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Undergraduates with Children, 2016-2017


We often think of college undergraduates as young, recent high school graduates. Overall, this is the norm ‐‐last year, nearly 70 percent of undergraduates eligible for the state grant were dependent students, meaning they were dependent on a parent for financial support. However, nearly a third of undergraduates who were eligible for a state grant were listed as independents last year, indicating that they do not rely on another adult for financial support. This generally means that they are adult learners. Often an overlooked group, student adult learners make up a sizeable portion of our undergraduate population in Minnesota. Many are ‐‐in addition to being college students‐‐ parents, spouses, and employees. Last year about half of these students, just over 23,000 in total, were parents with dependent children.

Minnesota Undergraduate Family Type, 2016-2017

Source: Minnesota Office of Higher Education

Age and enrollment of student parents

All parents work hard, and student parents are no exception. Most married student parents and about half of all unmarried student parents care for two or more children. Meanwhile, most student parents are older. Nearly two-thirds of all student parents are over the age of 30, and an even greater share of married student parents are over the age of 30.

Many of these older parents face significant hurdles to achieving their education, including parenting demands, work, and ongoing financial obligations. Therefore, it’s not surprising that the majority of student parents attended college on a part-time basis last year, with roughly two-thirds pursuing two-year degrees.

Source: Minnesota Office of Higher Education

Source: Minnesota Office of Higher Education

Incomes of student parents

Most unmarried student parents have incomes under $30,000, and nearly 50 percent of unmarried student parents have incomes under $20,000. Two-thirds of unmarried student parents had incomes beneath the poverty threshold. Students in these categories are likely pursuing a postsecondary degree to secure career opportunities that provide ongoing stable income sources.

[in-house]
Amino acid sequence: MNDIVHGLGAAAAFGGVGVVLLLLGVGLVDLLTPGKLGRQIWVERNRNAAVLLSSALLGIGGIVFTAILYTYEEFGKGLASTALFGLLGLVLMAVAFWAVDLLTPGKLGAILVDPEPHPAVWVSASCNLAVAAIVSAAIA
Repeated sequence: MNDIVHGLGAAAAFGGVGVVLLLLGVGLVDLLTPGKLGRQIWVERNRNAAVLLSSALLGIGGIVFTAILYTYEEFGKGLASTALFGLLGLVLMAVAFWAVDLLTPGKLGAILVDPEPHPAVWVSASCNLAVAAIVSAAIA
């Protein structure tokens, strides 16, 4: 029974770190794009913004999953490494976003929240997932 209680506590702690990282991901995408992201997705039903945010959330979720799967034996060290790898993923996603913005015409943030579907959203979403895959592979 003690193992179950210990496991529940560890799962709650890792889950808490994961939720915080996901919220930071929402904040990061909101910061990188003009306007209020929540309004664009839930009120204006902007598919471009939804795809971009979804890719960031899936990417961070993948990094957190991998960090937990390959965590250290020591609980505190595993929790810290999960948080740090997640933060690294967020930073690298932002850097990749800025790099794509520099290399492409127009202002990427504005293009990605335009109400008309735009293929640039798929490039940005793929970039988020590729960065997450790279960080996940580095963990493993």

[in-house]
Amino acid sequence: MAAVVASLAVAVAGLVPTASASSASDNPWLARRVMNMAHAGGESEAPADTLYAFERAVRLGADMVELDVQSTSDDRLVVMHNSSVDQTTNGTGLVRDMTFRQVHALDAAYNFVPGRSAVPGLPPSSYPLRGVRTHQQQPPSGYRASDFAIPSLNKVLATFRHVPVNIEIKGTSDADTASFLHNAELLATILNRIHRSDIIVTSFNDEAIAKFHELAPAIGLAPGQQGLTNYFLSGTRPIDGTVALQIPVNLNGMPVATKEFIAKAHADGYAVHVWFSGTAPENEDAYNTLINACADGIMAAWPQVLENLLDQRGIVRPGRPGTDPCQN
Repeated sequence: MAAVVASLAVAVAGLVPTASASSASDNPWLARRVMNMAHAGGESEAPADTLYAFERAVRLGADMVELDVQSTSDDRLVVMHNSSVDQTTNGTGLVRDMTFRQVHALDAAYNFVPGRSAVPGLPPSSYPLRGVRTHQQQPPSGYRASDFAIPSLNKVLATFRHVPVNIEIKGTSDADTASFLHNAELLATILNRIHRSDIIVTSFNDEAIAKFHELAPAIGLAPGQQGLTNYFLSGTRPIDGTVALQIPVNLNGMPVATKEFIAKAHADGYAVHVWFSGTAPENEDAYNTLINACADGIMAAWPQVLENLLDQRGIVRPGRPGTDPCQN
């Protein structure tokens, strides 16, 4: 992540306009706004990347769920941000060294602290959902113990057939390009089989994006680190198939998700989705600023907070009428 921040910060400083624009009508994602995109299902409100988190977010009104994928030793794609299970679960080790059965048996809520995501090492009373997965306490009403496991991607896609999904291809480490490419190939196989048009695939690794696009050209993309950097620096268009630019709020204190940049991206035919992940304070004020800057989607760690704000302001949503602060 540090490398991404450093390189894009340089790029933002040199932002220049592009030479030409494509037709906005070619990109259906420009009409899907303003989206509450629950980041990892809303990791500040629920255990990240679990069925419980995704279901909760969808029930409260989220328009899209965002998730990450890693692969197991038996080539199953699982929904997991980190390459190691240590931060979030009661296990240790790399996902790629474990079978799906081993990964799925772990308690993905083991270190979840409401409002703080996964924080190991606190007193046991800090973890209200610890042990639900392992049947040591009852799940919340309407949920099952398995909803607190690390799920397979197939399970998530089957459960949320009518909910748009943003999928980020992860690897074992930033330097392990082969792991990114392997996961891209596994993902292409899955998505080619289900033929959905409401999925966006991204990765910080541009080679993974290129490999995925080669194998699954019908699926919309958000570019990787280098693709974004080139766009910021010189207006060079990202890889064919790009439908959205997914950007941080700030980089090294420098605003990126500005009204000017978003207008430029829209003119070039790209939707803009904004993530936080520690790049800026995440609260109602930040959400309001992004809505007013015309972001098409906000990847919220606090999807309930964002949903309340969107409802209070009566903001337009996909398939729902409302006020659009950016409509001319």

Source: Minnesota Office of Higher Education

By comparison, the average family adjusted gross income for the parents of dependent students was roughly $92,000. Fewer than 20 percent of households with dependent students had incomes beneath the poverty threshold.

Family and Income Profile of Minnesota Undergraduates by Family Type, 2014-2015
Family Type Number Percent Average Household Size Median Age Median Family Adjusted Gross Income Average Family Adjusted Gross Income Percent with Income Less than 100% of Poverty
Dependent100,29668.8%4.17 21 $76,568$91,50019.6%
Independent, Married with Dependents 9,320 6.4% 4.30 34.00 $51,864 $56,776 24.1%
Independent, Not Married with Dependents 14,165 9.7% 2.80 29.00 $19,504 $21,837 66.6%
Independent, Married without Dependents 3,215 2.2% 2.00 29.00 $45,372 $50,472 20.0%
Independent, Not Married without Dependents 18,711 12.8% 1.00 27.00 $18,827 $20,931 50.9%
Total 145,707 100.0% 3.59 22.00 $54,578 $73,657 28.5%

Source: Minnesota Office of Higher Education

About the Data

This analysis identified Minnesota resident undergraduates who completed the Free Application for Federal Student Aid (FAFSA) in 2015-2016 and were eligible for a Minnesota State Grant. When applying for financial aid, students are either dependent or independent.

Independent students are undergraduates meeting one or more criteria (age 25 years and older, married, have dependents/children, veteran, active duty military, homeless, former foster care youth, or other eligible circumstances). Students age 24 and younger and not meeting the criteria for independent status are classified as “dependent”.

The financial aid application data on income and family status was matched to enrollment records to include additional demographic characteristics and enrollment activity.

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